generator was used to apply the electric field in the form of a sine wave with amplitude of 10 Vp and a frequency of 1 kHz. The ITO coated portion of the cell changes color due to voltage induced reorientation of LCs. At 10 Vp, the ITO coated portion gets black which indicates the LCs are in homeotropic configuration. We have not observed any significant defect in the texture due to the nanoparticle aggregates and the contrast is good. The electro-optic responses of the pristine E7 NLC and the other mixtures are shown in Fig. 4(a) with the input voltage shown in Fig. 4(b). Figure 5 shows the On-Off response times (Toff time calculated between 90% and 10% of the transmittance level) for E7, E7 + 0.15 wt% BFO, E7 + 0.58 wt% BFO and E7 + 1 wt% BFO are 4 ms, 1.6 ms, 1.9 ms, and 1.9 ms respectively, whereas the Off-On response times (Ton, time calculated between 10% and 90% of the transmittance level) for E7, E7 + 0.15 wt% BFO, E7 + 0.58 wt% BFO and E7 + 1 wt% BFO are 1.1 ms, 0.9 ms, 2 ms, and 2.5 ms respectively. It is evident from the inset picture of Fig. 4(a) that for E7, the field "On-Off" response time is longer and the "Off-On" response time is shorter. For 0.15 wt% BFO doped system, the "Off-On" response time is the shortest. The total response time (t On + toff) for all the three mixtures gets faster by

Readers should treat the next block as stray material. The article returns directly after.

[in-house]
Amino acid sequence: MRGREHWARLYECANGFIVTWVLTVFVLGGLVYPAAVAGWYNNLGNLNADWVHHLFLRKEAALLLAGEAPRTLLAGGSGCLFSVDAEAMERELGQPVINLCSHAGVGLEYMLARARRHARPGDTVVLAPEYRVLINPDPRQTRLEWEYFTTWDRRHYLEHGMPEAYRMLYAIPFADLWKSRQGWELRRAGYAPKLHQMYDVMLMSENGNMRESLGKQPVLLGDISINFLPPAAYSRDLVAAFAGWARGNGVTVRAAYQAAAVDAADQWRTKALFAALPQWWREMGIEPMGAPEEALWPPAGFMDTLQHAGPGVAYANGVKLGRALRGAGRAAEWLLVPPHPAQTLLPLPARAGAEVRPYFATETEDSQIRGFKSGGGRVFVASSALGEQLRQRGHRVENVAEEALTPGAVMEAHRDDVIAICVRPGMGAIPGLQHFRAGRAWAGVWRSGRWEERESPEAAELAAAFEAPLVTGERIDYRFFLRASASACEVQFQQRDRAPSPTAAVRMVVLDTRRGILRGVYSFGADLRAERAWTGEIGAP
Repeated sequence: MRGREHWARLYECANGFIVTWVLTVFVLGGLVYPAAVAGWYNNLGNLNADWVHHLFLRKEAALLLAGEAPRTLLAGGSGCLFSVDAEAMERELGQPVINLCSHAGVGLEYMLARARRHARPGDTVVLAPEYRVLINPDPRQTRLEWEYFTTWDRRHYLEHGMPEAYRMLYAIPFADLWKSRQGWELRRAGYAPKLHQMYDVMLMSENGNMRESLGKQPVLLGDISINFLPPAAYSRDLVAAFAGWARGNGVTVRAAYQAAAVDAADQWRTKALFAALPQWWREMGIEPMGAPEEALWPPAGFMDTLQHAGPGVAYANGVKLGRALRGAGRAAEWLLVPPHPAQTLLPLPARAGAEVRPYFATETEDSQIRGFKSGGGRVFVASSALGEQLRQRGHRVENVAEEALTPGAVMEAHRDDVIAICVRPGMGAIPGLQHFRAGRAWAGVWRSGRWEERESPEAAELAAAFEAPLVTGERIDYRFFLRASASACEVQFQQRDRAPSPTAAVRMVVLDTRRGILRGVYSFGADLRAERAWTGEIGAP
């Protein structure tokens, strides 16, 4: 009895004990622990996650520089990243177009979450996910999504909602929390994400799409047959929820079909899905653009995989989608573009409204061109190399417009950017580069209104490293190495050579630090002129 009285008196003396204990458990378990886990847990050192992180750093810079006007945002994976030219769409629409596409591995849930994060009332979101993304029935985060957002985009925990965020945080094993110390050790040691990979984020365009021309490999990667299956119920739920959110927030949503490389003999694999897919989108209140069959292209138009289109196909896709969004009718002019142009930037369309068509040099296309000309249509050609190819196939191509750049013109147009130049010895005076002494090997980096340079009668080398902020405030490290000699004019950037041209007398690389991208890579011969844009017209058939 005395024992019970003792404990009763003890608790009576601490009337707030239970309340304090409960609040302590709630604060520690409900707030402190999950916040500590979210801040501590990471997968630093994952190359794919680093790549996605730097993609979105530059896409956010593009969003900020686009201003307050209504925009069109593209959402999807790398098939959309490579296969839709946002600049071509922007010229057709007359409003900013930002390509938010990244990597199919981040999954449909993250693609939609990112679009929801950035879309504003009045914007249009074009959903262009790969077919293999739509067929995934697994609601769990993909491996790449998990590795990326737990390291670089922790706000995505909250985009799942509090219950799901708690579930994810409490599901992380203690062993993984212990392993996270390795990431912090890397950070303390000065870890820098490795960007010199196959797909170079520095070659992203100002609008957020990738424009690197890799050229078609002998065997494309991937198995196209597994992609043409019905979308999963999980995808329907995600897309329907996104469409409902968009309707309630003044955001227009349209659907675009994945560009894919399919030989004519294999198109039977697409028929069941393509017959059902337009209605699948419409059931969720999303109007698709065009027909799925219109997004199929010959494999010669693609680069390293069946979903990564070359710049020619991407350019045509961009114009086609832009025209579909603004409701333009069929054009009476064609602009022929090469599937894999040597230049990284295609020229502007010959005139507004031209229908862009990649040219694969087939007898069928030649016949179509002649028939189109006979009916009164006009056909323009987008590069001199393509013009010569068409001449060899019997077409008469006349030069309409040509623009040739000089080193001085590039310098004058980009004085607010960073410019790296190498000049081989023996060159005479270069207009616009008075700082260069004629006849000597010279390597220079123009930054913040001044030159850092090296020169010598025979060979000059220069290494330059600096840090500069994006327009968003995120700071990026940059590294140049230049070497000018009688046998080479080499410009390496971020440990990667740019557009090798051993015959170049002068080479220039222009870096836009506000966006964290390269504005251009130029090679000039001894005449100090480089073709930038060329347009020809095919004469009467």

Figure 4. (a) Transmission vs time for E7 and different mixtures. The inset picture shows the responses of E7 and the best performed mixture of 0.15 wt% NPs and E7; (b) The input voltage vs time that was used to measure the response time of E7 and the mixtures. A 10 Vp and 100 Hz amplitude modulated square wave signal (carrier frequency 1 k Hz) was used.

Figure 5. The rise time (Ton), decay time (Toff), and total response time (rtotal = Ton + Toff). During the Off-On and On-Off time convention for time difference T10% - T90% and T90% - T10% have followed and the total response time for the pristine and composite material. The total response time for all the three mixtures gets faster by 14%, 24% and 51% for 1 wt% BFO, 0.58 wt% BFO and 0.15 wt% BFO respectively compared to pristine NLC E7.

Figure 6. Transmission vs voltage (V-T) graph for all the devices. The transmission is taken when the polarizer and analyser are parallel to each other. Measured threshold voltage for E7, 0.15 wt% BFO, E7 + 0.58 wt% BFO, E7 + 1 wt% BFO are 0.77 V, 0.85 V, 0.9 V and 0.9 V respectively.

~51% , ~24%, and ~14%, for E7 + 0.15 wt% BFO, E7 + 0.58 wt% BFO, and E7 + 1 wt% BFO respectively compared to the host E7. The pure NLC rise time (ron) can be defined as26:

ton = Y/^0 AeE2, (2)